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Rust FAQs

Frequently Asked Questions

What is rust?
Rust is the common term for corroded steel or iron. The reddish oxide produced is caused by oxygen and moisture.

What causes rust?
Rust is caused by exposed metal coming into contact with oxygen and moisture.

Do metals other than steel and iron rust?
No, only iron and steel will rust. However, other metals such as aluminum or zinc will corrode.

How can I prevent rust from forming?
The most practical method for preventing rust is to keep your iron or steel away from oxygen or moisture. This is often achieved by painting the surface or by applying a rust preventative coating.

If I live in a humid climate, what can I do to reduce my chances of rust forming?
Since moisture in the air is one of the most common causes of rust, decreasing the humidity around your tools can reduce the likelihood of rust forming. If you usually keep your tools in the basement, moving your tools into a climate-controlled part of your house or shop can help. A dehumidifier can also help reduce humidity, but they are expensive to purchase and operate. Since running a dehumidifier or moving your tools is not often practical, we recommend Rechargeable Silica Gel Desiccants. They work to reduce moisture and humidity in enclosed areas such as toolboxes, drawers, storage containers and safes and help protect against rust, corrosion, oxidation, mold and mildew. If you don't keep our tools or other steel/iron items in an enclosed area, we recommend some type of rust preventative coating like Boeshield T-9.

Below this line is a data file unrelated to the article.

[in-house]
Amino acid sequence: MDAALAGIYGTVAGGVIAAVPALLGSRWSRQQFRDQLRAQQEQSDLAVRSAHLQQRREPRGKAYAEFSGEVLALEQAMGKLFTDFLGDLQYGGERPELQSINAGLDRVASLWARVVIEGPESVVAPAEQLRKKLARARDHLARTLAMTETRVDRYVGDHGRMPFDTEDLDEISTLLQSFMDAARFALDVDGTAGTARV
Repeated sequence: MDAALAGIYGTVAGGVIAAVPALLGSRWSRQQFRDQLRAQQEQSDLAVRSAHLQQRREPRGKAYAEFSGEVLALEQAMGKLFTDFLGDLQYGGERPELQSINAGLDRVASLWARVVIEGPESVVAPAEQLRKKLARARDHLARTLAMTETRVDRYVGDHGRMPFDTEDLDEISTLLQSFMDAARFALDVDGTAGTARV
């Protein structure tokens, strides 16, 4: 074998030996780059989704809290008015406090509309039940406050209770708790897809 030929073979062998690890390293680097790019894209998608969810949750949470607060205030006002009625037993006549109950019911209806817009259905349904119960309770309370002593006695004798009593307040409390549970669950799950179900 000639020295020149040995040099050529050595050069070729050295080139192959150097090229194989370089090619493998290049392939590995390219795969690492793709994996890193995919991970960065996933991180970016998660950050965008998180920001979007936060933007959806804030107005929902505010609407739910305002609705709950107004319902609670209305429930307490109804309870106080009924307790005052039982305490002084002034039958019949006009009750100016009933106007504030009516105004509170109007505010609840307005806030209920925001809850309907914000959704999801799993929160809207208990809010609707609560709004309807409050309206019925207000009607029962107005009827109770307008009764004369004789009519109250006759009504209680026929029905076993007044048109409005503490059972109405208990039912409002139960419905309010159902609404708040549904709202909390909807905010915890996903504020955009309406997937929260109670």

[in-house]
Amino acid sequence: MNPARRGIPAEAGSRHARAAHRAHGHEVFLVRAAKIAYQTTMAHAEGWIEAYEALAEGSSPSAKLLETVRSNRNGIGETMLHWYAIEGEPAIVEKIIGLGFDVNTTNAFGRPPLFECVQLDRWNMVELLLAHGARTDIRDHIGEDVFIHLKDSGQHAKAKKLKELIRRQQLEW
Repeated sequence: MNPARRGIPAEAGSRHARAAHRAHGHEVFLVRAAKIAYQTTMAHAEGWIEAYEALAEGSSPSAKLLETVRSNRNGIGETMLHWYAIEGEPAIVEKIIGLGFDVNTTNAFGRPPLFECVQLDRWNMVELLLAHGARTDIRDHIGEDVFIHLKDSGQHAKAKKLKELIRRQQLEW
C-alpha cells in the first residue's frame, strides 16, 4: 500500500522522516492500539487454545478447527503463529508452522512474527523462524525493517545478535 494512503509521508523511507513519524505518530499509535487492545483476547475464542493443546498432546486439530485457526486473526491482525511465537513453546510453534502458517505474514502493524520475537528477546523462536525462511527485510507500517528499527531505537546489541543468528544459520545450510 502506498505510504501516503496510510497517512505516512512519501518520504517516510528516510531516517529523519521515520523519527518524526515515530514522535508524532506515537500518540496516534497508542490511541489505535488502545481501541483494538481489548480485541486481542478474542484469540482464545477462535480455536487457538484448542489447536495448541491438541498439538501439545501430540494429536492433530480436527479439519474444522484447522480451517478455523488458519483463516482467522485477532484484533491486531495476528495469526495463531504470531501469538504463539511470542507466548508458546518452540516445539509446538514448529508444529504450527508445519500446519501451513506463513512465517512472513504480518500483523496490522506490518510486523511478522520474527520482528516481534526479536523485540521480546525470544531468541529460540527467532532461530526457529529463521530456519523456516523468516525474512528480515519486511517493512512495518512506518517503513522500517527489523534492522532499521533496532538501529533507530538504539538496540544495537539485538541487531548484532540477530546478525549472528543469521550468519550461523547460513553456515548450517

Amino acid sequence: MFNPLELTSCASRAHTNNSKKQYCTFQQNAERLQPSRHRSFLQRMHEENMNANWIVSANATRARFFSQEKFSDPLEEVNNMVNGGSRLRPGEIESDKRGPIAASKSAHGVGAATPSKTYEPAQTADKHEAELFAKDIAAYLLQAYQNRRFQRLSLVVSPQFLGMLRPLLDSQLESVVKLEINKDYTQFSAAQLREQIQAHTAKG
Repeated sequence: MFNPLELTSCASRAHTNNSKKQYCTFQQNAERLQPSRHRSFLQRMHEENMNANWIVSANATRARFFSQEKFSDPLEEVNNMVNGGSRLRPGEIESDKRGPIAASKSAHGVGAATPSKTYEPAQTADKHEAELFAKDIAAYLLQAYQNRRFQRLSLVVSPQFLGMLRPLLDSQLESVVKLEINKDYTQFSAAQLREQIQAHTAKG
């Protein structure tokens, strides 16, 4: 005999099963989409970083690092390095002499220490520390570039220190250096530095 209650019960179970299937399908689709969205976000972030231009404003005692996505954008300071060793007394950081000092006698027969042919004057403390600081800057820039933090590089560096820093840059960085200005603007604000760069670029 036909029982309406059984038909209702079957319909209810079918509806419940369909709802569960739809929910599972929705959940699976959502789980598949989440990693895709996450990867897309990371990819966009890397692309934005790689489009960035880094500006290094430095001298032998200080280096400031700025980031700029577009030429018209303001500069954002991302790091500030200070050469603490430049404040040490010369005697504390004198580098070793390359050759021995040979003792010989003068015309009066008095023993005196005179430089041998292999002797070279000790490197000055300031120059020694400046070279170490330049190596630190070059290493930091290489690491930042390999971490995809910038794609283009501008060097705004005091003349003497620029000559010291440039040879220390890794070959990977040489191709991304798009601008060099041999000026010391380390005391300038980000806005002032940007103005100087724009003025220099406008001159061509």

How does galvanized steel work?
Steel is galvanized by covering it with a zinc coating only a few thousandths of an inch thick. The automobile industry now uses a zinc coating on body panels to prevent rust on vehicles.

Unlike other methods of rust prevention, galvanization protects the base metal by sacrificing the zinc. Zinc is used because it is more reactive than iron and will consequently sacrifice itself, leaving the iron untouched by rust.

Therefore, because the zinc coating is sacrificing itself, galvanized coatings have a finite life if left unprotected. This life is dependent on the thickness of the zinc coating and is measured in tens of years. Paint or other corrosion-preventative coatings can dramatically enhance the lifespan of the zinc coating.

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